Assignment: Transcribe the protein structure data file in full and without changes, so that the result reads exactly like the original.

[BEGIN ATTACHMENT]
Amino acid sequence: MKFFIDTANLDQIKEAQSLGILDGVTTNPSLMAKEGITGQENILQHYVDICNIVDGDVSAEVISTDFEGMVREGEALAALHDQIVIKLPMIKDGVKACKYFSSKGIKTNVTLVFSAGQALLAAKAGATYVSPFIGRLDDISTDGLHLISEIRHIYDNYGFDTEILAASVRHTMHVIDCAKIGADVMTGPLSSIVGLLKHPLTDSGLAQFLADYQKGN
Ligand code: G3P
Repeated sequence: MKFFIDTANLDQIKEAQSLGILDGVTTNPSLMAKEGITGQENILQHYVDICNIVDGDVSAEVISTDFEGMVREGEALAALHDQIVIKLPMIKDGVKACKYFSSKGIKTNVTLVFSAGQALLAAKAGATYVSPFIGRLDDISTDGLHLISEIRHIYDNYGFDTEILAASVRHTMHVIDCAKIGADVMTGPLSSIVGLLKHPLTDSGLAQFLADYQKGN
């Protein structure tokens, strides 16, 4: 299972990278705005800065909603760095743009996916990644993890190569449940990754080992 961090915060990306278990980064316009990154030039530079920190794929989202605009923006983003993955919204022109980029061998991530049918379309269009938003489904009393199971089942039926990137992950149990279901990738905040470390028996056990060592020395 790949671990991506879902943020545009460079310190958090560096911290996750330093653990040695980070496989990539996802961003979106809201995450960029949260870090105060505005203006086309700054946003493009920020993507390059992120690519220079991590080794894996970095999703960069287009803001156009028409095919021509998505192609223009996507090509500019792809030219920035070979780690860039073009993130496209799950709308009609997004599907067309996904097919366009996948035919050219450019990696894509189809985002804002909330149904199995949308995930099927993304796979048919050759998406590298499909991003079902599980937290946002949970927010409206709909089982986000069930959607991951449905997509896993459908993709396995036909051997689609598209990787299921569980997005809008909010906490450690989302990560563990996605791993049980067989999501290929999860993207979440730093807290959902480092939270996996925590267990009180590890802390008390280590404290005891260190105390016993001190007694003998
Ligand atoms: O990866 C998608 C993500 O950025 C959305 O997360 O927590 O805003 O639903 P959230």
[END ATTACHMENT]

Amino acid sequence: MKFFIDTANLDQIKEAQSLGILDGVTTNPSLMAKEGITGQENILQHYVDICNIVDGDVSAEVISTDFEGMVREGEALAALHDQIVIKLPMIKDGVKACKYFSSKGIKTNVTLVFSAGQALLAAKAGATYVSPFIGRLDDISTDGLHLISEIRHIYDNYGFDTEILAASVRHTMHVIDCAKIGADVMTGPLSSIVGLLKHPLTDSGLAQFLADYQKGN
Ligand code: G3P
Repeated sequence: MKFFIDTANLDQIKEAQSLGILDGVTTNPSLMAKEGITGQENILQHYVDICNIVDGDVSAEVISTDFEGMVREGEALAALHDQIVIKLPMIKDGVKACKYFSSKGIKTNVTLVFSAGQALLAAKAGATYVSPFIGRLDDISTDGLHLISEIRHIYDNYGFDTEILAASVRHTMHVIDCAKIGADVMTGPLSSIVGLLKHPLTDSGLAQFLADYQKGN
């Protein structure tokens, strides 16, 4: 299972990278705005800065909603760095743009996916990644993890190569449940990754080992 961090915060990306278990980064316009990154030039530079920190794929989202605009923006983003993955919204022109980029061998991530049918379309269009938003489904009393199971089942039926990137992950149990279901990738905040470390028996056990060592020395 790949671990991506879902943020545009460079310190958090560096911290996750330093653990040695980070496989990539996802961003979106809201995450960029949260870090105060505005203006086309700054946003493009920020993507390059992120690519220079991590080794894996970095999703960069287009803001156009028409095919021509998505192609223009996507090509500019792809030219920035070979780690860039073009993130496209799950709308009609997004599907067309996904097919366009996948035919050219450019990696894509189809985002804002909330149904199995949308995930099927993304796979048919050759998406590298499909991003079902599980937290946002949970927010409206709909089982986000069930959607991951449905997509896993459908993709396995036909051997689609598209990787299921569980997005809008909010906490450690989302990560563990996605791993049980067989999501290929999860993207979440730093807290959902480092939270996996925590267990009180590890802390008390280590404290005891260190105390016993001190007694003998
Ligand atoms: O990866 C998608 C993500 O950025 C959305 O997360 O927590 O805003 O639903 P959230």